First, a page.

Huckabee's OK With 3rd or 4th in N.H.

From CBS News' Joy Lin:

ON THE ROAD BETWEEN MASON AND CONCORD, N.H. -- Since Labor Day, Mike Huckabee has spent at least 24 days – almost as many days he spent in Iowa – campaigning in New Hampshire. And on the day before the primary, Huckabee says he'd be satisfied with any kind of finish.

"Right now, the polls show us going into third. I don't know where it's going to end up," Huckabee told reporters on his campaign bus. "I think if we're third or fourth, we're still in the game. Even if we don't end up third or fourth, we're still in the game 'cause we got a great situation going on in South Carolina. That's a big state for us ... We're going to a place where we've got strong organization, good staffing, huge support and Florida: the same thing. We're going to do well here, and that's good, but the Iowa win put wind to our back and we'll build on that."

Asked by a reporter about his performance at Sunday night's Fox News Channel debate, Huckabee stewed over the "awkward and uncomfortable" debate format and complained people weren't given "adequate opportunity" to follow up on "things that were thrown at us." He then took the opportunity to show reporters on his bus how he would have taken on Romney.

"You know, Romney was very defensive of his record as saying that he did support Bush's tax cuts but the record reflects otherwise. If you go back and look at the statements he made in 2002, he did not support them. The only statements that were being made were not supportive."

Huckabee said the discrepancy was "characteristic" of Romney. He went into depth about a comment Romney made on ABC's "This Week with George Stephanopoulos," where the host showed Romney his own campaign ad after the former Massachusetts governor denied ever calling McCain's immigration plan "amnesty."

When he heard about this, Huckabee said, he thought to himself, "You came on camera and you said, I'm Mitt Romney and I approve this message. Did you approve the message? Did you approve it and not know what you said? Or did you not approve it and it went out anyway? That's a real issue. That's a serious thing to say: I didn't watch my own television spot. I can manage the whole country but I'm not sure what I'm spending millions of dollars to say on TV. And I just thought that lacked all credibility – to say I'm Mitt Romney and I approve this message -- don't know what it said, but by golly, I approved it."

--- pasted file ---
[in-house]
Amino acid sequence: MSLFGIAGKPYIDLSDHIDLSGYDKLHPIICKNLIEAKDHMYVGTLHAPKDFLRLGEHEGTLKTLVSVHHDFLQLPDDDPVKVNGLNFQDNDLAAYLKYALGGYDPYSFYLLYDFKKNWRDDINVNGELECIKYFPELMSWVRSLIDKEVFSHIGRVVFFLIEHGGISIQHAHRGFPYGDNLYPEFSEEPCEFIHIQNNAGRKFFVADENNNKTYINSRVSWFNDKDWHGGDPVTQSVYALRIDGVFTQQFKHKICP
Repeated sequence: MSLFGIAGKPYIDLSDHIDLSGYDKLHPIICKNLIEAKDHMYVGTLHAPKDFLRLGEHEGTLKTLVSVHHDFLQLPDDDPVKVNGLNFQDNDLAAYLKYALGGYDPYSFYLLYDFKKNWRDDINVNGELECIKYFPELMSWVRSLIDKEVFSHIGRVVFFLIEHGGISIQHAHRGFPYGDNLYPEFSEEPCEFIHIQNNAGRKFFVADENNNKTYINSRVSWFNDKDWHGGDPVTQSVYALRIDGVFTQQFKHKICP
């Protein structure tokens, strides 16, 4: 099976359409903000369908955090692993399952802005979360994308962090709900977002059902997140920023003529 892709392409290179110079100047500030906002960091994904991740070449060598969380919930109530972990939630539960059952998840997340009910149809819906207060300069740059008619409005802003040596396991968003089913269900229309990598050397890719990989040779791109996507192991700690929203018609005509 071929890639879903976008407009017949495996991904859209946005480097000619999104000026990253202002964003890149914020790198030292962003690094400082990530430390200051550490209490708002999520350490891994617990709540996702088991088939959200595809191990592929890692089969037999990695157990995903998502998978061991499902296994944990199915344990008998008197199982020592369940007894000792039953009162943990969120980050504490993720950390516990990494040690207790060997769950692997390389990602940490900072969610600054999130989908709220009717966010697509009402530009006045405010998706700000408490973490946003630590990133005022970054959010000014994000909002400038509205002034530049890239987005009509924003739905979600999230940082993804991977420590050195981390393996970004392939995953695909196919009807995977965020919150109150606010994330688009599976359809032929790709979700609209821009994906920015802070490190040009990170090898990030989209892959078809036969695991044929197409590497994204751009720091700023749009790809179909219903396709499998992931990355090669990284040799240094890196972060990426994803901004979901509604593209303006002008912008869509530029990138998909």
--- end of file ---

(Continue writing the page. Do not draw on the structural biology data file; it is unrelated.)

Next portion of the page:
Huckabee also said it was "interesting" that Romney defended airing "negative attack ads" by saying they are "just record comparisons." Meanwhile, Huckabee noted, "If anyone says anything about his record, [Romney says], it's a personal attack. They're just attacking me personally."

"Well, you can't have it both ways," said Huckabee, "It's either a personal attack or a record comparison and I just felt like he was able to get away with it [yesterday]."

Huckabee said he was not attacking Romney but simply answering a "specific question about the debate" to which he was giving an "honest answer."

Huckabee made three campaign stops in New Hampshire this morning. With Chuck Norris in tow, Huckabee packed a pancake house, dropped by a bakery, and attended the launch of the "Huckaburger" at a restaurant in Concord. At the burger stop, Huckabee had to maneuver through a leering crowd of Ron Paul supporters chanting "Tax Hike Mike" and "Tax Like Mike."

Around 1pm, he boarded a private jet bound for New York. There, he'll be a guest on "The Late Show with David Letterman" before returning to New Hampshire for a rock band performance tonight.